Sticking Up For Myself

I generally try to be a nice fellow. I try to remember that everyone has good days and bad days and sometimes those bad days can be really sad days too. Now, I said “generally’ because I can have my moments when my tolerance level is not very high and I can come back at a perceived rude comment with a load of my own rudeness. Yet, I have tried to be less ego-involved in my old age. I try to remember everyone has their own struggles.

A few weeks ago, I had to take my 2018 Toyota Tacoma into the dealership to find out why the the check engine light was on on my dashboard. After 7 hours of my truck being in their shop, I had a conversation like this:

THEM – “You’ll need to come back in when the engine light comes on again so we can get the code.”

ME – “Why? Didn’t you get the code when I brought it in?”

THEM – “We turned it off and we need it to go on again. When it does, drive straight here and plan on not having your truck for a few days.”

ME – ” Do you know what the problem is? “

THEM – “I can’t tell you. The mechanic thinks he knows. We need the code”

ME – “Huh? You can’t tell me?”

THEM – “No. Just bring it straight back when the light comes on and plan on not having the truck back right away.”

That was about two weeks or so ago and the more I thought about THEM not telling me what THEM thought the problem might be and having the code when I first left it with THEM, the angrier I got with THEM and ME. I tried to not be a jerk of a customer and walked away feeling I was not treated correctly. I also remembered my father telling me once that people often will mistaken politeness as a weakness.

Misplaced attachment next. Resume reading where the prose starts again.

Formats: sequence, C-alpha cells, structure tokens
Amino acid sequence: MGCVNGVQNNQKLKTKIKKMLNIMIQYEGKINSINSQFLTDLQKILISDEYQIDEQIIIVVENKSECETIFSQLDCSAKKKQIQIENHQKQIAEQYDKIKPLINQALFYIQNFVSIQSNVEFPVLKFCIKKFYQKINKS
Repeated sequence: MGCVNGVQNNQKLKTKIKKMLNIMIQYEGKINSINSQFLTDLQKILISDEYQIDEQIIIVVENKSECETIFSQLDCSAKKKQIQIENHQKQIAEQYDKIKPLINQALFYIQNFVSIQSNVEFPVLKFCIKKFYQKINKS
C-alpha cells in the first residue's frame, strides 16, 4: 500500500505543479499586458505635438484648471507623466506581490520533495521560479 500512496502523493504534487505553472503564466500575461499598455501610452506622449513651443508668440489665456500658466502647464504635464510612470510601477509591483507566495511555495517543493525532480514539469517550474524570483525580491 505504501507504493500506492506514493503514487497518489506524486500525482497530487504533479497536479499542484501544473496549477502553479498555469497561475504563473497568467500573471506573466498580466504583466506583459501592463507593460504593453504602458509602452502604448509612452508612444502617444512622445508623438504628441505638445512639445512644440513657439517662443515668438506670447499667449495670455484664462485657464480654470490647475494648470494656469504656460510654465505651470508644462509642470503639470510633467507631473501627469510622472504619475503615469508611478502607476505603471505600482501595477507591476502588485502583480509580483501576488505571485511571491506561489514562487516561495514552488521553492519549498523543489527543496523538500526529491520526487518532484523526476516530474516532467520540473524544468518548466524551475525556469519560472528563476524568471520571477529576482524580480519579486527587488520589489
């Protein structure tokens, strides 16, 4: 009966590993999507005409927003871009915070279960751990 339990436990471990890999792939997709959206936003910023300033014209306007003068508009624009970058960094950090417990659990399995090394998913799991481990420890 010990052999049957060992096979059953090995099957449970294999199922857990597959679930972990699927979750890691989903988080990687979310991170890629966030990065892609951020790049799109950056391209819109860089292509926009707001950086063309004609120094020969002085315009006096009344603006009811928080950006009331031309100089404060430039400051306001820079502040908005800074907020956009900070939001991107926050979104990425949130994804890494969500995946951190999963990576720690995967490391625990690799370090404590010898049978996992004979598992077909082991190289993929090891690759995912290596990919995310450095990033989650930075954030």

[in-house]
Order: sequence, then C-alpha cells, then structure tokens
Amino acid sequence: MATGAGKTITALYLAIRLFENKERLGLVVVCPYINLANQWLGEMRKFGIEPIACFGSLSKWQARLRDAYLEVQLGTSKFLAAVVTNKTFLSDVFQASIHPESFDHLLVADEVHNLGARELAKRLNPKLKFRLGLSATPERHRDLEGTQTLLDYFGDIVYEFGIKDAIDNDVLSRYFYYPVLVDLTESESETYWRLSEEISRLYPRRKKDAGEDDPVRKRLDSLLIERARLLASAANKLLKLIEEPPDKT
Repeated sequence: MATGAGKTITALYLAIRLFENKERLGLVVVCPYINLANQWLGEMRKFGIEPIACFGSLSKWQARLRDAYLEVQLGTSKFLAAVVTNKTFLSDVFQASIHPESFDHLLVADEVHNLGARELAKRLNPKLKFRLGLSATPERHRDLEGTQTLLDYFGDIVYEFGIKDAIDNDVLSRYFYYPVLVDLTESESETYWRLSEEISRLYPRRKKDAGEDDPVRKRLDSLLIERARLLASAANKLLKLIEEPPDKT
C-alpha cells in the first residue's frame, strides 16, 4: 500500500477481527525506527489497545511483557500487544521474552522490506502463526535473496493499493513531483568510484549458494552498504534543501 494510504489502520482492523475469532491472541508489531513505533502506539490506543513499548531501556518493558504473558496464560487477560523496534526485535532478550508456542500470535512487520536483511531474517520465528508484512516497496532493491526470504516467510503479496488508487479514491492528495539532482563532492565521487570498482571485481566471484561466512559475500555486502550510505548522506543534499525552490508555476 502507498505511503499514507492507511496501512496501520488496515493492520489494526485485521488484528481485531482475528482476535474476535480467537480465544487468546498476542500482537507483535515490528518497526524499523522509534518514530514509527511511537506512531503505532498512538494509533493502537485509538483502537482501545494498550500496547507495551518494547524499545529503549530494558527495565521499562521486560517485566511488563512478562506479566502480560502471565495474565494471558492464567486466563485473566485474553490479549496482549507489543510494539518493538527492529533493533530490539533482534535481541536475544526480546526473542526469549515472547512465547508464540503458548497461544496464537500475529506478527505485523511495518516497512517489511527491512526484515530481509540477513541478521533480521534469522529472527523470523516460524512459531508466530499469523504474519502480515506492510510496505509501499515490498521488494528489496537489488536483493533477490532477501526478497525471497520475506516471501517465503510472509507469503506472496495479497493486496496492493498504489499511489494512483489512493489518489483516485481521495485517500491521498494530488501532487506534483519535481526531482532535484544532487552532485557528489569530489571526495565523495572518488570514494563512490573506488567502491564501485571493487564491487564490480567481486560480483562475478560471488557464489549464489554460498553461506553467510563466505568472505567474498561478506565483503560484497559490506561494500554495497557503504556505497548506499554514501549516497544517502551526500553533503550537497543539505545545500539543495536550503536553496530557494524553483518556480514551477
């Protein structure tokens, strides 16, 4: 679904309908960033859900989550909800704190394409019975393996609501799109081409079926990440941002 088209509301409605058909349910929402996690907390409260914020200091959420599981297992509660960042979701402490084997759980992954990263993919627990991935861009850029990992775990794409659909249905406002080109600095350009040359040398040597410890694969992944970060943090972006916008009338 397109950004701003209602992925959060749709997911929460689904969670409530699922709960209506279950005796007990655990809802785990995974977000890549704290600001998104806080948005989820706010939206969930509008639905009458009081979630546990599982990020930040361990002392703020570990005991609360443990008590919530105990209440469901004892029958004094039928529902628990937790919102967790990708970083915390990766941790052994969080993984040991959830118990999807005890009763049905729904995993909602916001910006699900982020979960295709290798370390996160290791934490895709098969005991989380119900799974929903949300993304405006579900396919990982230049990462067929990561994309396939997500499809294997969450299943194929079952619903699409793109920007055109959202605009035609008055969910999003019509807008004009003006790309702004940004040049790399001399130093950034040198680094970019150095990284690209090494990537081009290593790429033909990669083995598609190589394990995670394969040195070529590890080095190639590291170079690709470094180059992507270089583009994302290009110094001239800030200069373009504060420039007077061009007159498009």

Today, a light came on the dashboard and I drove straight to the dealership loaded for bear.

(Oxford Languages

  2. fully prepared for any eventuality, especially a confrontation or challenge.”to play on the big stage that is New York, you’d better come loaded for bear”)

This time I was going to strongly advocate for myself.

THEM – nicely, “May I help you?”

ME – not nicely, “Yes, you told me to come straight in when the engine light came on again. You wouldn’t tell me why, but here I am. I would like to know what the problem is!”

THEM – calmly, “Oh, the person who helped you is out to lunch but let me look your account up.”

ME – sternly, “That would be good and what it your name?”

THEM – warmly, “My name is Sean. Let’s see, The mechanic thinks it might be a pressure issue on the 5th cylinder, but the engine code will help us.”

ME – not about to be tricked by Sean’s empathy and transparency. “Ok, I left the truck running to make sure the check engine light stayed on.”

SEAN, formerly known as THEM – “Ok, I will move the truck and we will call you right away when we find out what needs to be done.”

ME – doubling up on my personal advocacy throwing in a death stare, “I’ll be waiting to hear from you…SEAN.”

SEAN gets into my truck and says, “Oh, this is not the check engine light. It is the maintenance reminder light. Would you like me turn it off for you?”

ME – looking at the maintenance reminder light and suddenly remembering that it is not the check engine light and then remembering I am an idiot. “Yes…please…if you wouldn’t mind.”

SEAN – a tiny bit smug like he was patting a little kid’s head at Halloween, “No problem. And, just bring it right in when the check engine light comes back on.”

ME – no emotions left, “Thank you SEAN.”